Neuschwanstein is the famous "fairy tale" castle of southern Germany, built by "mad" King Ludwig II, and the inspiration for Disney's Sleeping Beauty castle. If you've ever visited any real castles, it will be immediately obvious that Neuschwanstein was not built with defense in mind. It has way too many large windows close to the ground and has a wide open gap on one side. It was actually built between 1869 and 1886 - after the American Civil War, in fact. Ludwig, who had a penchant for building castles, built this one to celebrate the heroic ideals of Richard Wagner's music. It's a nineteenth century romantic's idea of what a castle should look like; in fact it was designed not by an architect but a theatrical set designer. And nutty as it is, it's a lot more benign celebration of Wagner's heroic mythology than the one later dreamed up a few decades later later by someone born about three years after work stopped on the castle.
Ludwig was popular with his subjects but not with his ministers, who were concerned about Ludwig's spending habits. He was finally declared mentally incompetent and deposed in 1886 and detained in a castle near Munich, to be found floating in the nearby lake shortly afterward under circumstances that remain mysterious to this day. Actually the castles were all built with family funds, severely draining the family's wealth, but not that of the kingdom.
Getting here is a challenge. You will not see a sign for Neuschwanstein anywhere until you are actually within sight of the castle. Since there are a number of castles built by Bavarian kings in the area, the signs merely point to "Koenigsschloesser" (King's Castles). Get to the town of Fussen and follow the signs.
Since you came all this way, you may as well take the guided tour, which is short (half an hour) because only a third of the interior was ever finished. The famous indoor cave turns out to be not much more than a walk-in closet. Also, the castle perpetuates the increasingly common insult to visitors of not permitting photography. All in all, it's somewhat over-rated although definitely worth a visit.
I recommend that visitors reserve most of their visit for outdoors. Walk the few hundred meters to the Marienbruecke (Marie's Bridge) for a nice view of the south side of the castle and then continue on up the mountain to get to the vantage points for the eastern end.
Below are two views of a large model of the castle.
|The village of Schwangau is the starting point for tours of both Neuschwanstein and the castle of Hohenschwangau.|
|Left and below: ornate hinges on a barn.|
|Left and below: Alpine cottages often had rocks on the roof to prevent the roof blowing off in severe winter storms, though in this case the rocks are purely for effect.|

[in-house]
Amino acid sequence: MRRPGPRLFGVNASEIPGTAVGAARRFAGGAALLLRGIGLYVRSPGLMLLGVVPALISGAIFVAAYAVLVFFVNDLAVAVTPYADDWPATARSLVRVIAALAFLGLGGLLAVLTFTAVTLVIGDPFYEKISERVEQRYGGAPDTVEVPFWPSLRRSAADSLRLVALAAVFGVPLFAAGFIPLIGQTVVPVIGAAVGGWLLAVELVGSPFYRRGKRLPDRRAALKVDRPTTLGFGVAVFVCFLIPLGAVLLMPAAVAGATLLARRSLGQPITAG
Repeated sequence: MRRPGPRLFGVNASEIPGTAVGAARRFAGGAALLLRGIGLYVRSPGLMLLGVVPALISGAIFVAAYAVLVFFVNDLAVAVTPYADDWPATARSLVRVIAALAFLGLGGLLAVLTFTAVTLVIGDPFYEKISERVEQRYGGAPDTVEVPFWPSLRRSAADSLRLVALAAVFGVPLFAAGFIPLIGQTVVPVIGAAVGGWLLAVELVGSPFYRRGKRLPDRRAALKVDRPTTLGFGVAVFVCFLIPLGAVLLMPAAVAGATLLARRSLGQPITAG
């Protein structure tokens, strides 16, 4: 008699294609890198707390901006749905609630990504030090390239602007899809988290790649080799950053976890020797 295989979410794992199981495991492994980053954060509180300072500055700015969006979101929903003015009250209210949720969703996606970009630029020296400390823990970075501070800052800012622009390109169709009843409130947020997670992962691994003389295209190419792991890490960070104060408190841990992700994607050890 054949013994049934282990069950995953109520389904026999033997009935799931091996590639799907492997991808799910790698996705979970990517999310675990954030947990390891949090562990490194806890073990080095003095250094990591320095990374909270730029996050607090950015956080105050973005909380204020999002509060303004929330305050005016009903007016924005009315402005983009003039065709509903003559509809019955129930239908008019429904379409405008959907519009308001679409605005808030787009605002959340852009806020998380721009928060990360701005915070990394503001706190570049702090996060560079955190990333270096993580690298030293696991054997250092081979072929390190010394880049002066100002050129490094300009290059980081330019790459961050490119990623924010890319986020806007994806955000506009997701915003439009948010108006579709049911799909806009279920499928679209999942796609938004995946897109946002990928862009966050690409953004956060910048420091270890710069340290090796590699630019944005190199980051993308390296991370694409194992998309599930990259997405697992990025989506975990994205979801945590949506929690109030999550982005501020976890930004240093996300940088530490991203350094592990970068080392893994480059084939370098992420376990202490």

|Left: view of the castle from Schwangau.|
|You can get to Neuschwanstein by walking, by bus, or by horse-drawn carriage.|
|The main entrance at the eastern end is the only entrance for tourists. A plaza adjacent to the castle offers views of the castle from the east (below).|
|The south side of the castle is largely inaccessible. The easiest exterior views are of the north and west sides.|
|Below: views of the surrounding mountains.|
|Left: distant view of Hohenschwangau.|
|Left: Bavarian church with Neuschwanstein in the distance.|
|Not named for the Virgin Mary but for Marie of Prussia, Ludwig's mother. At left and below are views of the bridge from the castle. The bridge spans the Pollat gorge, a popular sightseeing spot even before the castle was built.|
|West end of the castle from the path to Marienbruecke.|
|View along the path.|
|The bridge, featuring attractions for the acrophobic like a really deep gorge, centimeter-width gaps between the planks offering nice views straight down, and planks that flex under your weight.|
|Left and below: looking down from the bridge to a small waterfall and potholes.|
|Left: looking upstream (south) from the Marienbruecke.|
|Left and below: the bridge offers the only eye-level vantage point to view the entire castle.|
The views look west toward the Alpensee and then swing through north to northeast.
|All the rocks in the area are deformed limestone with abundant slickensides. The exposure at bottom right has slickenside steps indicating left-lateral motion.|
|Neuschwanstein is in the finals for the election of the Seven New
Wonders of the World.
Neuschwanstein is in the running to be listed on a new list of Seven Wonders of the World. Though worth a visit, it just isn't in the same league as the Eiffel Tower, Machu Picchu or the Alhambra, also finalists, or even other faux castles like Hearst San Simeon. Since it post-dates the American Civil War, it has a Disneyland-like lack of authenticity about it.
Created 22 June 2007, Last Update 02 July 2012
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